by Kyra Hoggan on Thursday, April 28, 2016 - 7:25pm

One of the region's newest, cutest and coolest new residents is promising to be a blessing for the entire West Kootenay, having already captured hearts in both Castlegar and Nelson.

Introducing Pheonix, a three-and-a-half-year-old Alaskan Malamute (much like a Husky, but generally a calmer, lower-energy breed) who's actually here, not just to frolic with frisbees, but to work and serve the region as a therapy dog for children who have been victimized by crime – an innovative and cutting-edge way to ease the pain and long-term impacts of trauma.

Recent News

Millennium Park Ponds win award of excellence

Millennium Park Ponds win award of excellence

The BC Recreation and Parks Association (BCRPA) today presented its Facility Excellence Award for 2016 to the City of Castlegar for Millennium Natural Swimming Ponds. The award recognizes excellence in facility concept, design development, maintenance or operation in a facility that demonstrates outstanding innovation and significant impact in the recreation and parks sector.

OP/ED: On park ponds and parcel taxes

OP/ED: On park ponds and parcel taxes

One of the arguments I'm hearing most in opposition to the city's proposed parcel tax is criticism over city council spending money on the Millennium Park Ponds – the argument being that council self-indulgently bought a shiny new toy we can't afford and now residents are footing huge tax bills as a result.

Regardless whether you are for or against the parcel tax, at least present an intelligent argument either way. This argument is childish and beyond nonsensical, and here's why:

The Millennium Park Ponds cost roughly $1.8 million – offset by a $400,000 grant, so in reality, they cost the city about $1.4 million.

West Kootenay Labour Council holds National Day of Mourning ceremonies

It's tradition at the Nelson ceremony that spectators place flowers at the plaque located at the Lakeside Park Soccer Field.

The West Kootenay Labour Council held its National Day of Mourning, or Workers’ Mourning Day, as scheduled in three locations in the region — Nelson, Castlegar and Trail.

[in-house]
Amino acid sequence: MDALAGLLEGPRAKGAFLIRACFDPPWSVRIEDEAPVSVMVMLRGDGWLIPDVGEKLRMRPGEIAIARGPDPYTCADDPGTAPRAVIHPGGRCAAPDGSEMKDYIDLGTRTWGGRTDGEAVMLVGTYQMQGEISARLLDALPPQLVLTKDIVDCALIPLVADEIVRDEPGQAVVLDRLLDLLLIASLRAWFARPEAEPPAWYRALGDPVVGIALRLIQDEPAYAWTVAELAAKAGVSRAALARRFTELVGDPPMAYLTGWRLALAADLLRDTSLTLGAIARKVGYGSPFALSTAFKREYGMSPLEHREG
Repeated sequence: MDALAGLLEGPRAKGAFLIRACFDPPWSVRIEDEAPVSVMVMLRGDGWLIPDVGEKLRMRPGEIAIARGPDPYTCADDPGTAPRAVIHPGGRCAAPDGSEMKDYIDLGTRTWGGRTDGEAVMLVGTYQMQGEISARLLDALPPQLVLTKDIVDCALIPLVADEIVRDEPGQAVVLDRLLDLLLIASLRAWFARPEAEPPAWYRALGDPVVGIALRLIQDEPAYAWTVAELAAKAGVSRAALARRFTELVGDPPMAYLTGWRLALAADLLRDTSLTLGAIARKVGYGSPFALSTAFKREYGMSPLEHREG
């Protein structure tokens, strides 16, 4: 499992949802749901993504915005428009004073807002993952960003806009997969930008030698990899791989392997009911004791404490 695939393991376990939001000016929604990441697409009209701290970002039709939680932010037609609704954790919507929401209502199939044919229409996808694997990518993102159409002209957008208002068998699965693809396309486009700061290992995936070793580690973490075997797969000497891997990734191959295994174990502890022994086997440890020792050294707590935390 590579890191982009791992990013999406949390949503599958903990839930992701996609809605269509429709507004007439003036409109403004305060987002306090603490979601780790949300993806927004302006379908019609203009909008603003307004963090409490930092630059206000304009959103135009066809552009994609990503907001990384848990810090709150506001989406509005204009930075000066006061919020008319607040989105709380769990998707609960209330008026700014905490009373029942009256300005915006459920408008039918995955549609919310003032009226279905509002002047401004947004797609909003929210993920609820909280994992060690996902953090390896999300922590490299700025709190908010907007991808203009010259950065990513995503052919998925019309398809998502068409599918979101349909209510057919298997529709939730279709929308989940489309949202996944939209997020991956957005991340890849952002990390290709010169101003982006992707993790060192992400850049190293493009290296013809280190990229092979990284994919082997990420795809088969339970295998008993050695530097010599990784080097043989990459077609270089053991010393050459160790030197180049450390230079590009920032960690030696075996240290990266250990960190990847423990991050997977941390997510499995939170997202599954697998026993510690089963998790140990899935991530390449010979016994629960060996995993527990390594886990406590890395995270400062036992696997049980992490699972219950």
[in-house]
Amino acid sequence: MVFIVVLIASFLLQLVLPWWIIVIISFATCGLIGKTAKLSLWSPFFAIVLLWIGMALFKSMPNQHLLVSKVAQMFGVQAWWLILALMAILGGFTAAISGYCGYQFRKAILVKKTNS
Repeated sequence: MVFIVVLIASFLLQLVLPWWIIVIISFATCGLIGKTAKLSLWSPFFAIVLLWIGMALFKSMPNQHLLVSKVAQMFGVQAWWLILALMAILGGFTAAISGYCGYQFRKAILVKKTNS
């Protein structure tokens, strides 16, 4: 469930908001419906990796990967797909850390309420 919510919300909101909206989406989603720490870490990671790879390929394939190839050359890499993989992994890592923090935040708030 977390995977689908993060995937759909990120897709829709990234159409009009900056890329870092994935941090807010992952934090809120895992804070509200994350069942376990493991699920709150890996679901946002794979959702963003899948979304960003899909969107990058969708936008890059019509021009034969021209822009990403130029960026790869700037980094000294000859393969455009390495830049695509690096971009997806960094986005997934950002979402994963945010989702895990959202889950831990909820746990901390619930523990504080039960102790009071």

Observed in Canada on 28 April every year, it commemorates workers who have been killed, injured or suffered illness due to workplace related hazards and incidents.

Regional News

Medical dispensaries eager to be part of conversation regarding Canada's marijuana legislation says local owner

 Jim Leslie of Kootenays Medicine Tree in Nelson said the recent announcement by the Health Minister is "groundbreaking". — Submitted photo

Canadian Health Minister Jane Philpott recently took to the United Nations General Assembly special session on global drug policy to announce Justin Trudeau's plan to keep his campaign promise to legalize recreational marijuana — legislation that is especially pertinent to those living in the Nelson area.

New Therapy Centre Opens in Trail

Hippotherapy utilizes horseback riding to reach therapeutic goals

Movin’ Mountains Therapy Centre is up and running on Laburnum Drive in Trail,  with a focus on innovative, therapeutic programming for children and youth of all abilities.  Born from a recognition that families in the Kootenays require more Physiotherapy and Occupational Therapy  services, Movin’ Mountains is set on the premise that children are not just small adults.  Children and youth require a unique approach that is fun and motivating while allowing them to develop their skills and reach their goals.  

Free shuttle bus for Silver City Days in Trail

Free shuttle bus for Silver City Days in Trail

The Silver City Days Planning Committee and Trail Transit are pleased to announce the Silver City Days Free Shuttle Bus on May 7 and 8 from 9:30 to 5:30 p.m.

The Shuttle Bus will do loops with three stops on Saturday (Trail Aquatic and Leisure Centre, Gyro Park and Kootenay Savings downtown) and two stops on Sunday (Kootenay Savings downtown and Gyro Park).

Provincial & National

BC aims to stop profits from crime in wake of Pickton book

BC aims to stop profits from crime in wake of Pickton book

Murderers and others convicted of serious crimes will not be able to profit from their crimes through memoirs or memorabilia and inflict further anguish on their victims and families, under proposed legislation introduced today.

As tax filing deadline looms, Canadian families challenged by increasingly complex tax system

Over the past several decades, Canada’s personal tax system has become more and more complicated.

Canadians are forced to navigate an increasingly complex tax system, finds a new study by the Fraser Institute, an independent, non-partisan Canadian public policy think-tank.